(NaturalNews) Two out of every three store-bought chickens may be contaminated with bacteria that commonly cause human illness, according to a study conducted by the Consumers Union.
"Consumers still need to be very careful in handling chicken, which is routinely contaminated with disease-causing bacteria," said Urvashi Rangan, the union's director of technical policy.
Researchers conducted tests on 382 fresh broiler chickens purchased at 100 retailers in 22 states in spring 2009. A full two-thirds of the chickens were contaminated with either one or both of the bacteria strains most often responsible for food-borne illness. Although this figure is an improvement over the 2007 figure of 80 percent, the Consumers Union still called the numbers "far too high" and called for stricter government regulation.
Sixty-two percent of chickens tested positive for campylobacter, the number two cause of food-borne illness. Fourteen percent tested positive for salmonella, the number one cause, and 9 percent tested positive for both.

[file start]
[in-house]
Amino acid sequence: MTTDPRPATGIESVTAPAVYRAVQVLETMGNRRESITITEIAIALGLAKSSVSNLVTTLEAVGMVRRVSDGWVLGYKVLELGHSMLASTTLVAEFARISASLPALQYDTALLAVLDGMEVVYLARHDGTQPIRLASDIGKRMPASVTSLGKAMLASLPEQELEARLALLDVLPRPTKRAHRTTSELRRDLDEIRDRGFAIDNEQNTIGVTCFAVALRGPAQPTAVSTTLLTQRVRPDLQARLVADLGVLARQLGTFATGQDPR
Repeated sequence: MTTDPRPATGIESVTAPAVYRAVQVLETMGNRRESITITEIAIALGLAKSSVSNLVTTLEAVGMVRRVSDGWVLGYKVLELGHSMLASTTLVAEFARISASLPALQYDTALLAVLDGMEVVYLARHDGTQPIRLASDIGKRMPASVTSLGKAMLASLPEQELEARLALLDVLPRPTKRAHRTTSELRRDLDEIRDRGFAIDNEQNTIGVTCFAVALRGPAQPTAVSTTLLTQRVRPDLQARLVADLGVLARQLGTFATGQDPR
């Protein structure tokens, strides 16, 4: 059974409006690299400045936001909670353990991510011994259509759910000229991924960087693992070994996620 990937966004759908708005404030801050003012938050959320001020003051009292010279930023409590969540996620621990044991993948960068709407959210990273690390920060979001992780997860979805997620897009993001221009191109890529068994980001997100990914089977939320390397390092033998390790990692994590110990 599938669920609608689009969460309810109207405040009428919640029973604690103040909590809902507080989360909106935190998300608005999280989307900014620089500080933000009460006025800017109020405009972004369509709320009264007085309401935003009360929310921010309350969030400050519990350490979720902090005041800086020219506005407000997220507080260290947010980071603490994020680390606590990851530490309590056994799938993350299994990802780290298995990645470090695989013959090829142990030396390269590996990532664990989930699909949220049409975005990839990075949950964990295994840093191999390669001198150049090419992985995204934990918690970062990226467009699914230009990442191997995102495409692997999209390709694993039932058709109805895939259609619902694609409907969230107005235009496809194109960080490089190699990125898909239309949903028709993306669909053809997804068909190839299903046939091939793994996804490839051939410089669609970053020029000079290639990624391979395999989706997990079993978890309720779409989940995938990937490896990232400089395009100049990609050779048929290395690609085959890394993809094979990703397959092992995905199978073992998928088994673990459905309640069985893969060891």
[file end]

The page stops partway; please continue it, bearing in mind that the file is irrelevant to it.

In contrast, the U.S. Department of Agriculture found only 5 percent of chickens contaminated with salmonella in its tests of chicken packing plants in April, May and June 2009. The Consumers Union noted that its own tests were conducted farther down the supply chain, when more opportunities for contamination had arisen. It also pointed to prior studies finding widespread campylobacter contamination at chicken processing plants, and called upon the government to set a maximum safe threshold for levels of the bacteria.
Although cooking destroys both salmonella and campylobacter contamination, people can be exposed to the pathogens while cooking or otherwise processing the raw meat. In addition, contamination can spread from uncooked chicken to other foods more commonly eaten raw. For this reason, health experts recommend that chicken always be bagged separately from other foods and refrigerated or frozen within two hours of purchase. The Centers for Disease Control and Prevention recommend keeping a separate cutting board exclusively for use on uncooked poultry, in order to prevent contamination of other foods.